Until the Four Seasons arrives this winter, the W’s closest competitor is Sir Rocco Forte’s Astoria, which celebrates its centenary next year. Fronting St Isaac’s Square, the Astoria is within walking distance of the Mariinsky Theatre, home of the Kirov Ballet. Its 210 Olga Polizzi-designed rooms come in cool aquas and creams and there are five suites named after iconic composers facing St Isaac’s Cathedral. A Carita beauty salon and Decléor spa, along with the caviar-rich Davidov Restaurant and Kandinsky Bar, are reasons to visit even if staying elsewhere.

The Palace Bridge.
The Palace Bridge. | Image: Wojtek Buss

“Elsewhere” might mean the Grand Hotel Europe, St Petersburg’s first luxury property. Dating from 1824, the Grand, on Nevsky Prospekt, is a monument to Imperial-era excess, sensitively updated for the 21st century. The 17 new rooftop Terrace Rooms compensate for snug interiors with full-frontal views of Arts Square (home of the Russian Museum) and the Church of our Saviour on the Spilled Blood. Brave the “career” smokers and lounge in the art nouveau lobby bar for glimpses of Romanov-styled living almost a century after the tsar’s last breath.

The library at Hotel Astoria.
The library at Hotel Astoria.

The Romanovs would have taken pride in Erarta, the city’s new contemporary art museum, which opened last year in an imposing 1950s former research institute. Its collection of 2,000 works by some 140 postwar artists represents St Petersburg’s most serious effort at establishing itself as a legitimate rival to Moscow’s cash-fuelled, oligarch-led arts arena.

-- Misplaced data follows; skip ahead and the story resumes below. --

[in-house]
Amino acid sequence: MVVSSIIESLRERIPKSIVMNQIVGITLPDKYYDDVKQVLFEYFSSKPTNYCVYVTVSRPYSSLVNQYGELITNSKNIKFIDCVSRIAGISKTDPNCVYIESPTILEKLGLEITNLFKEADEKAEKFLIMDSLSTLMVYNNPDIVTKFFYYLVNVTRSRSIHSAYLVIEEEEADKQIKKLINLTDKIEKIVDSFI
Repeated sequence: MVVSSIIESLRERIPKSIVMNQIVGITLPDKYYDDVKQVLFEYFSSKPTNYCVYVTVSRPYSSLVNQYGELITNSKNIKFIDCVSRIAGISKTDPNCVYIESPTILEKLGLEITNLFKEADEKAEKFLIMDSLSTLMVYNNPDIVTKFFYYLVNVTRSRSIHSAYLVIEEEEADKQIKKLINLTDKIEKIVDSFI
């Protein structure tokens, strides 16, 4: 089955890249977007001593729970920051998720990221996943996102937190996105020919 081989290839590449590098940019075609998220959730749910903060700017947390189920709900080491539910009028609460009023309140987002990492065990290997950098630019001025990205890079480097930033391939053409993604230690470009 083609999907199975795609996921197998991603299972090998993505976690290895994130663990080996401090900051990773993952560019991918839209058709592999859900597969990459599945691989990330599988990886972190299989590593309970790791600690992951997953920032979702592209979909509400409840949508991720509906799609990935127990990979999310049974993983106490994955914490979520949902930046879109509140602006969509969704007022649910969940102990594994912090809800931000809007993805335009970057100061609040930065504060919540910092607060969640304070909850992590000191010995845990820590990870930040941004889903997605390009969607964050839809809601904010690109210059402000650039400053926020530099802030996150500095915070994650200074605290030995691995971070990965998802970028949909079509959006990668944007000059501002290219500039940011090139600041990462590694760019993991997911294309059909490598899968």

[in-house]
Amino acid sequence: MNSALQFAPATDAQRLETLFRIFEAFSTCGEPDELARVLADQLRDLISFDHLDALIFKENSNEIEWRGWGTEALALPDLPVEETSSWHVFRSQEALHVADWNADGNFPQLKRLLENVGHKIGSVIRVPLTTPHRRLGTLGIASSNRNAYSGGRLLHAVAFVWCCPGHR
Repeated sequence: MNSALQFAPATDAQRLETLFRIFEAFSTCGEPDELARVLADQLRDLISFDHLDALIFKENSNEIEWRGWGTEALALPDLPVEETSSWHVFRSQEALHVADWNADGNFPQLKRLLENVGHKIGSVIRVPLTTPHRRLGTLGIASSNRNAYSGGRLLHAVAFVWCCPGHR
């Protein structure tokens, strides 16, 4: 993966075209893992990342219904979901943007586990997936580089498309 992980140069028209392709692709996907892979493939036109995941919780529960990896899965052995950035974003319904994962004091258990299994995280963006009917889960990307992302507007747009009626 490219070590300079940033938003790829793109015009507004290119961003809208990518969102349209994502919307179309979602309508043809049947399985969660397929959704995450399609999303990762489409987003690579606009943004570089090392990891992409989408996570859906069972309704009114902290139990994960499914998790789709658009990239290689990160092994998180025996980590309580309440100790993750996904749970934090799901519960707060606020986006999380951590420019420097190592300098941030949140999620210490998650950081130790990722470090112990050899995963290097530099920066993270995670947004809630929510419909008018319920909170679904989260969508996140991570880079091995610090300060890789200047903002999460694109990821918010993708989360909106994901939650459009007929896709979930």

Joining Erarta is a clutch of smaller, though equally influential, galleries and institutions. There’s the Loft Project Etagi, presenting large-scale visual art and photography works, and the private, year-old Novy Muzei (New Museum), which focuses on edgier artists from both the Soviet era and today. On the posh Fontanka Embankment is the pioneering Marina Gisich, a former gymnast who’s spent the past decade nurturing most of the city’s, if not Russia’s, emerging contemporary stars at her eponymous gallery.

It could conceivably take as many years to fully explore St Petersburg’s most important artistic treasure – the 1,000-plus-room State Hermitage Museum housed in the Rastrelli-designed Winter Palace. The crowds are mob-like in their intensity, the guards Gulag-esque in strictness – but no matter. Established by Catherine the Great in 1764, the royal collection is replete with Western treasures, from old masters such as Rembrandt, Raphael and Ruben to more recent works by Picasso, Dégas and Manet. Add in extensive artefacts from prehistoric Russia, along with Imperial porcelain and endless displays of coins, epaulets and badges, and there are over 3m items in all, spread among six separate palaces and museums.